(Burrowing Owl Update Below)
More than 50 people have memorial plaques in the park. All but two are mounted to wooden benches, see the Memorial Benches page. Only two plaques rest on something other than a bench. One is for Helen Rand Parish, the Berkeley scholar and activist. Her plaque is mounted to a stone on the southwest annex of the park; see “A Name on a Stone: Helen Rand Parish” Dec 29 2014. The other non-bench plaque was buried out of sight for many years, but this past week was raised to the light again. You can find it very near the water fountain on the east side of the park. The plaque is mounted to a rectangular concrete slab that now sits a few inches above the ground. See photos above.
The plaque commemorates the two young people who were murdered near the site of the stone in August 1985. They were Mary Gioia and Greg Kniffin. Gioia was 22 and Kniffin, 18. They were fans of the Grateful Dead, in town for a scheduled concert. They lived temporarily in Rainbow Village, a campground in the northeast corner of the park, where the Burrowing Owl Sanctuary now sits. Rainbow Village was approved at the time by the Berkeley City Council as a refuge for homeless people living in their cars. The park was still partly an active dump site at the time. The two were badly beaten, then shot at close range, and their bodies dumped into the North Basin. Another Rainbow Village occupant, Ralph Thomas, was charged and convicted of the murders. See “A Hidden Memorial for Murder Victims,” Nov 10 2018.
Gioia’s mother, Patricia Gioia, wrote a book about her daughter and the crime. She and Mary Gioia’s sister, with the cooperation of the Parks Department, had the plaque made and installed. They also planted a tree, probably a willow, nearby. The tree has not survived. The plaque and its heavy base gradually settled and were overgrown. See “Murders With New Life,” Sep 20 2020.
The case did not close to the satisfaction of all parties involved. Thomas won a new trial on the argument that his attorney at the first trial was negligent, and that he could have been exonerated. Thomas died in prison in 2014 before a new trial was had. A friend of Kniffin’s two years ago sent me an email claiming that Thomas was innocent. More recently, the noted podcasting team of Payne Lindsey (Up and Vanished) and Jake Brennan (Disgraceland) took up the case. They asked for my help in finding the plaque. I was able to scrape the cover off the memorial plaque for them, and they included the case in a series about the suspicious murders of a series of Deadheads. See “Deadheads Gone But Not Forgotten,” Mar 27 2021.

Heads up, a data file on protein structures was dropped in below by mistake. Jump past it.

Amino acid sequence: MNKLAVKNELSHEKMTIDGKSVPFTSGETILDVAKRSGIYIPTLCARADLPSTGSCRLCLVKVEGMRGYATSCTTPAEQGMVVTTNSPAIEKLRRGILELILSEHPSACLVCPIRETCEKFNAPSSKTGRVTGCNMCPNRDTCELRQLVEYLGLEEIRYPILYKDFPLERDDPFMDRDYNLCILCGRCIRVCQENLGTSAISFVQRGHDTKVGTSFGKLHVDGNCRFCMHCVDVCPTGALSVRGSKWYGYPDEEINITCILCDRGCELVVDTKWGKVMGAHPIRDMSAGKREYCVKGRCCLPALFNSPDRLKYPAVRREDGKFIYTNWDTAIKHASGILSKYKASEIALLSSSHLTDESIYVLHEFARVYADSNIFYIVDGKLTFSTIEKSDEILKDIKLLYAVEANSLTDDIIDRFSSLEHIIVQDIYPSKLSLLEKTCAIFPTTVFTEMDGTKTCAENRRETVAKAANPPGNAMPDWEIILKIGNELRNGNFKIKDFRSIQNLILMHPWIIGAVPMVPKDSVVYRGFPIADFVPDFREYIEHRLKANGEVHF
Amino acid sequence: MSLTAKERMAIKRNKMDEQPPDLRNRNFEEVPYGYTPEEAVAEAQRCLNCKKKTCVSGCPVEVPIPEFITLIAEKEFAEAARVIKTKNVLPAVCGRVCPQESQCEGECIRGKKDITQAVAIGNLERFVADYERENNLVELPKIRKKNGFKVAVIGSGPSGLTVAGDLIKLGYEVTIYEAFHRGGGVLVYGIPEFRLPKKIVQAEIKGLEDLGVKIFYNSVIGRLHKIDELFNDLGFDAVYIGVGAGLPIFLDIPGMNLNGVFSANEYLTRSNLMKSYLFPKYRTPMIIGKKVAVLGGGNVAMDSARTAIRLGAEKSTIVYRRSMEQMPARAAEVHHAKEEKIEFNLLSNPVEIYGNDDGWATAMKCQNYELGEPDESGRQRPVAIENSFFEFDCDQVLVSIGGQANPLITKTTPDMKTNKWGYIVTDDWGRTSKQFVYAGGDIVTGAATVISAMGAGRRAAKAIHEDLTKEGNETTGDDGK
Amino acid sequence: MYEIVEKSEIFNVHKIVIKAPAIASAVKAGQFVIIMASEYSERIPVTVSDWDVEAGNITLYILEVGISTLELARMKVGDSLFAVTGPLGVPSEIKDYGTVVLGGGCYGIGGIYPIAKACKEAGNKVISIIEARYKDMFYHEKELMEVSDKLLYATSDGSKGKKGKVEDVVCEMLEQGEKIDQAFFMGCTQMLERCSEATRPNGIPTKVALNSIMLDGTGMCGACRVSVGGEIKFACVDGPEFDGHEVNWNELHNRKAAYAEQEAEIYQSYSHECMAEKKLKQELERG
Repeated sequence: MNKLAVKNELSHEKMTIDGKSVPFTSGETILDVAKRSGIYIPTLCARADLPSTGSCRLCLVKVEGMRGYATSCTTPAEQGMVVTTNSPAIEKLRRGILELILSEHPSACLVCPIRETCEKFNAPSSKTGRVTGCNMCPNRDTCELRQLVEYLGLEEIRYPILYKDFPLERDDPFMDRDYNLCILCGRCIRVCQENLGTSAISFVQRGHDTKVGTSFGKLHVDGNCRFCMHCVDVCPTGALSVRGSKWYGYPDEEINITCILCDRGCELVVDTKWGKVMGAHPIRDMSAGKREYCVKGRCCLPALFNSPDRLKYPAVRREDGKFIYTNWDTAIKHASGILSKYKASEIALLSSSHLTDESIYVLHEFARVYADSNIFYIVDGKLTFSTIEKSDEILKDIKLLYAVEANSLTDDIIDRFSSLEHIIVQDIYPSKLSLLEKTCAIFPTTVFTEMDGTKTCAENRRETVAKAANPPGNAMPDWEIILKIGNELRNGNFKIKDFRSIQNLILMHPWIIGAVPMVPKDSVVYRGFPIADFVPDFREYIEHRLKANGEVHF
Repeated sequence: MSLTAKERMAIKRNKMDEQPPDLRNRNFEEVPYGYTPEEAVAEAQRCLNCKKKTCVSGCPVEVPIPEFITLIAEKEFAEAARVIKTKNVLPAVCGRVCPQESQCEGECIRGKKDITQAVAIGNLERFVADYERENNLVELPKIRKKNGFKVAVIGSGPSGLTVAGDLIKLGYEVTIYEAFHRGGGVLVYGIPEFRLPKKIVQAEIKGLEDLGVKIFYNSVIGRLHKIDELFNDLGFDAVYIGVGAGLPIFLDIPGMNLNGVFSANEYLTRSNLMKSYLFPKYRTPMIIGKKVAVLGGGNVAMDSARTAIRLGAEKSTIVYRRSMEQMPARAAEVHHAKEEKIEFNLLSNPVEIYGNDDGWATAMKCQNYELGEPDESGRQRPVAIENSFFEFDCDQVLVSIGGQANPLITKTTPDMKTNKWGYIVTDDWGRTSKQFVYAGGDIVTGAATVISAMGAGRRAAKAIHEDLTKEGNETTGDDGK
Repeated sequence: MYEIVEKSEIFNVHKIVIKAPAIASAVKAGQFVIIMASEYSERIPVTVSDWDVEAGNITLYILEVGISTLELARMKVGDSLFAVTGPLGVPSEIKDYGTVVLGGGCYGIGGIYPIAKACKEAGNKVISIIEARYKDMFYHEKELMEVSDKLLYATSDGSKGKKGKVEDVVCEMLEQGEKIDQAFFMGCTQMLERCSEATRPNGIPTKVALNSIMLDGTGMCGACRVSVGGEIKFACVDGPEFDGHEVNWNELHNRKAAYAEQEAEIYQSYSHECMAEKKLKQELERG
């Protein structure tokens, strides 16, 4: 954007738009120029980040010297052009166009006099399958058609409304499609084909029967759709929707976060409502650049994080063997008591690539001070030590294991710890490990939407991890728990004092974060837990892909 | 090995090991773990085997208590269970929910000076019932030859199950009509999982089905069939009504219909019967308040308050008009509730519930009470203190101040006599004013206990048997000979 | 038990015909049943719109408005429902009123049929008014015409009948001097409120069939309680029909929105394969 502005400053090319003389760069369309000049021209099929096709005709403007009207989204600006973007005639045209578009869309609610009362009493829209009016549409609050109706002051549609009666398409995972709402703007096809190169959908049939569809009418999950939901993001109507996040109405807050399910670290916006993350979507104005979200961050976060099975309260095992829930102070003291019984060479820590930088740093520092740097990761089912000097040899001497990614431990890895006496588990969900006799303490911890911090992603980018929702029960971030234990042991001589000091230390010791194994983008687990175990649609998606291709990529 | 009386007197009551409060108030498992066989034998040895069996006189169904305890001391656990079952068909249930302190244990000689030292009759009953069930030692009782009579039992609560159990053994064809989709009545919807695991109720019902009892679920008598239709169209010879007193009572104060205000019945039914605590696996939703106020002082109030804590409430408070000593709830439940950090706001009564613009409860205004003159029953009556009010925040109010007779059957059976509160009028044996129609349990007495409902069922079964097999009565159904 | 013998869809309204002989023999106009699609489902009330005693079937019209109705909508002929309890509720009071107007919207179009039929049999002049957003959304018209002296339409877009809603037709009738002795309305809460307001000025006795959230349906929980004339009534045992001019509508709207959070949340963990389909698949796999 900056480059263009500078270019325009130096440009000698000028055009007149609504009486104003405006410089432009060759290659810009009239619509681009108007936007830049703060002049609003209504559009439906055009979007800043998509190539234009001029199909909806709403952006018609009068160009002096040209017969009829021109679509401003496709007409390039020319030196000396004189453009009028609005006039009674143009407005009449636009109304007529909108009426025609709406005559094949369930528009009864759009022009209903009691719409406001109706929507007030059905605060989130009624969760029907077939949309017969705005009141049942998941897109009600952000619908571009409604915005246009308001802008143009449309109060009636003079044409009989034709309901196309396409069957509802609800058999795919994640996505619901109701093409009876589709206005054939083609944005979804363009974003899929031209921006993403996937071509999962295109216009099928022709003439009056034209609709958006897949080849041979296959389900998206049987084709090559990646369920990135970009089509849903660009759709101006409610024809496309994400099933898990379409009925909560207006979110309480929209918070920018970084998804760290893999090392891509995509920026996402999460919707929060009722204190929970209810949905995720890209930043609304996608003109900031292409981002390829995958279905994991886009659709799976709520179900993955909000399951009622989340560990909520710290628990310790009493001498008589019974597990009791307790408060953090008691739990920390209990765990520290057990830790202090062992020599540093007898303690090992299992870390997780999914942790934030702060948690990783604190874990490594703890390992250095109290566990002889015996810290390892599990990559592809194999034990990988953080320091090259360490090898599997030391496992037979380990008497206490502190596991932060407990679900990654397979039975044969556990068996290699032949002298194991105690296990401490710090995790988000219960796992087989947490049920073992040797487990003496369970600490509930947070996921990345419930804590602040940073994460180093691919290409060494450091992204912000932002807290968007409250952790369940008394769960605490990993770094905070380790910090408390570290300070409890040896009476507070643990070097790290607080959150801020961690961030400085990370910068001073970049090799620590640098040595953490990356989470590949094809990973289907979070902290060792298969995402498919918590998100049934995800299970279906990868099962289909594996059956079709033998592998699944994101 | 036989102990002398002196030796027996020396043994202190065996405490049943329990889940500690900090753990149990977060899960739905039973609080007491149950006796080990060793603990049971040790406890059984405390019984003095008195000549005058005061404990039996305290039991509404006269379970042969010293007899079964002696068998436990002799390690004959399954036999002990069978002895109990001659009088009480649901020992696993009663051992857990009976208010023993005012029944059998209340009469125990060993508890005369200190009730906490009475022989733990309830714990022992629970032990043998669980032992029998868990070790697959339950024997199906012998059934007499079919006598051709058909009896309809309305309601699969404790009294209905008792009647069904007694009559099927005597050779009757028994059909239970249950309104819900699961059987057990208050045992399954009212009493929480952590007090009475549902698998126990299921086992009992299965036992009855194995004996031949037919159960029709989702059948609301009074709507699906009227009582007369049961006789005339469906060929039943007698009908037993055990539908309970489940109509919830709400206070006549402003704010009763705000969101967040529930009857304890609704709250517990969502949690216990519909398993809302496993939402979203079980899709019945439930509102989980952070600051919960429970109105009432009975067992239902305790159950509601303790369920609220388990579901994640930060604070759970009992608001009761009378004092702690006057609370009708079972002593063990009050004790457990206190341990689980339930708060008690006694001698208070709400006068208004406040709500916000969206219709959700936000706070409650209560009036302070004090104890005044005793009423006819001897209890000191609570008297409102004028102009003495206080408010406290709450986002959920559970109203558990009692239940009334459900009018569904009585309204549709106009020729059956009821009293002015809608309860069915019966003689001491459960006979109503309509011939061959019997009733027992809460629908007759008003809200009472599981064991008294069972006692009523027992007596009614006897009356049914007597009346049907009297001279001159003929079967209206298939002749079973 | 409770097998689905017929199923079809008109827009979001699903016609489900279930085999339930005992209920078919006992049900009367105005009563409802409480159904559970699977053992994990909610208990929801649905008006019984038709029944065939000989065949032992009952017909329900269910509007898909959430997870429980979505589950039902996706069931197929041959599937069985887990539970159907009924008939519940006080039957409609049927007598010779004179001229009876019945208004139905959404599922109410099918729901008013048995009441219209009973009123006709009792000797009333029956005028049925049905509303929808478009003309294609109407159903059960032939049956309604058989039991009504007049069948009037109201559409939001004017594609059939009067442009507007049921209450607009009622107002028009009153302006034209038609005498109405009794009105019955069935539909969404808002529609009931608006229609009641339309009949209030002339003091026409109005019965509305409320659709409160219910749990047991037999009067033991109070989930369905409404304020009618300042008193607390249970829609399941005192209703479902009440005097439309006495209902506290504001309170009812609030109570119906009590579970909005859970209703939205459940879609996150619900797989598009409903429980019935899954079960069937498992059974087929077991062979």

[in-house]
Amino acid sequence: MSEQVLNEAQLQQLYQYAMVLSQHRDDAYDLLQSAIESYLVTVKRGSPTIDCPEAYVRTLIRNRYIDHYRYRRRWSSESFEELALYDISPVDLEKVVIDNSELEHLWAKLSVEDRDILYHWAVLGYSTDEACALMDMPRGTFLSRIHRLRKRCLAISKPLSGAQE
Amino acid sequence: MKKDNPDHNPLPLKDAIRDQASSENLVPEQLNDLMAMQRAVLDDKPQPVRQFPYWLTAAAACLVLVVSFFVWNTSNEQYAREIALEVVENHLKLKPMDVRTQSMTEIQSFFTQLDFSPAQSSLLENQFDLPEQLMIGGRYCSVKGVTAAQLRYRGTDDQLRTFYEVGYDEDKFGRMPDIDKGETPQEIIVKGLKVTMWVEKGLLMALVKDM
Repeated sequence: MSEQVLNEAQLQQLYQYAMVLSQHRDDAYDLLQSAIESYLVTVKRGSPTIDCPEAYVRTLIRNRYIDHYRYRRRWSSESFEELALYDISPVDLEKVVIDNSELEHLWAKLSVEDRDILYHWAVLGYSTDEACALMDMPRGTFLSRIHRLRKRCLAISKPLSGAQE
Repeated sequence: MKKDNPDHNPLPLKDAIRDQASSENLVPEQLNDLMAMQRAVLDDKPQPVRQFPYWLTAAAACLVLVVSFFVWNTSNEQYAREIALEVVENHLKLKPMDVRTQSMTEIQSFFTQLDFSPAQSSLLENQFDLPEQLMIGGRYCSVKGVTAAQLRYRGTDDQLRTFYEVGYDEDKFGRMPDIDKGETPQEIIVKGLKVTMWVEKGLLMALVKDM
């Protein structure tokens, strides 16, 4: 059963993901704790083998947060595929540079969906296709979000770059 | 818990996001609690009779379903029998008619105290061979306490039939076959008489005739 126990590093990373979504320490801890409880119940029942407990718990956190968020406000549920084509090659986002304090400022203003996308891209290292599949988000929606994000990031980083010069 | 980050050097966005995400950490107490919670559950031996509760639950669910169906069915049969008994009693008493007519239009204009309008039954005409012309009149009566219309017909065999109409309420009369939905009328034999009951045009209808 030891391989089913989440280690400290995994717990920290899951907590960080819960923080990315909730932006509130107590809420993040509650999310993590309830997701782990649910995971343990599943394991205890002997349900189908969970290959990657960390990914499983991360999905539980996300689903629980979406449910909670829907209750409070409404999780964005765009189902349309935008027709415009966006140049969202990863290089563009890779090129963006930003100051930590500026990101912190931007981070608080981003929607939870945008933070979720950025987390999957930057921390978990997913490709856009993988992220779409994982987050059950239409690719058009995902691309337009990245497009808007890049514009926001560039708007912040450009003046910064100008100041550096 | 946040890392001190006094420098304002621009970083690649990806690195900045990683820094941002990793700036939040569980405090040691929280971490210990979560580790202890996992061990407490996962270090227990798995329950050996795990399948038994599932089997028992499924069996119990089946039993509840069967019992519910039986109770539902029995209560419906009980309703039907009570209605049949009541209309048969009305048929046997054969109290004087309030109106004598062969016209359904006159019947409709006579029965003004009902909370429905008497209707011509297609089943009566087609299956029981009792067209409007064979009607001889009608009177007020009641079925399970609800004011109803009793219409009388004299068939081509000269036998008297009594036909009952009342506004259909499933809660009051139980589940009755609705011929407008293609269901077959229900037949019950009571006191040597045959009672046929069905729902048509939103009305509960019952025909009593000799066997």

The plaque might have sunk deeper and been forgotten again but for the concern of Walt Vandernald, City of Berkeley Building Maintenance Supervisor, Jacob Several, Landscape Gardening Superintendent, Kevin Kierce, Building Maintenance foreman, and Sam Orth, maintenance staff. Kierce has been turning over and installing all the recent memorial benches in the park, along with much other work. It took a team effort, including a tractor, to lift the 160-lb concrete block. The team then added a decorative stone to ensure that park visitors and mowing machine operators would notice the spot.
Still on the agenda is a historic sign of some kind explaining about Rainbow Village and the two young people who lost their lives here. The park’s history largely remains untold.
Burrowing Owl Update
The Burrowing Owl switched back this morning to Perch A, next to the California Poppy bush, where park visitors cannot see it from the paved perimeter path. The owl may be able to catch a view of the path and its passersby through the bush, but despite patient and tenacious efforts with the telephoto lens I have not been able to detect the owl from the path. To see it, I once again had to set up on the Open Circle Viewpoint. (Visitors can see the owl from the path when the bird is on Perch B near the big Fennel bush.) From my vantage point, the owl at Perch A is 110 yards away and with the naked eye is about the size of a grain of brown rice. The owl seemed calm but alert during the time I observed it. It swiveled its head mostly in a relaxed manner, but occasionally snapped quickly into position and raised its head. Those alerts didn’t last long, however, and the bird settled down to do some preening on its neck and then on its feet.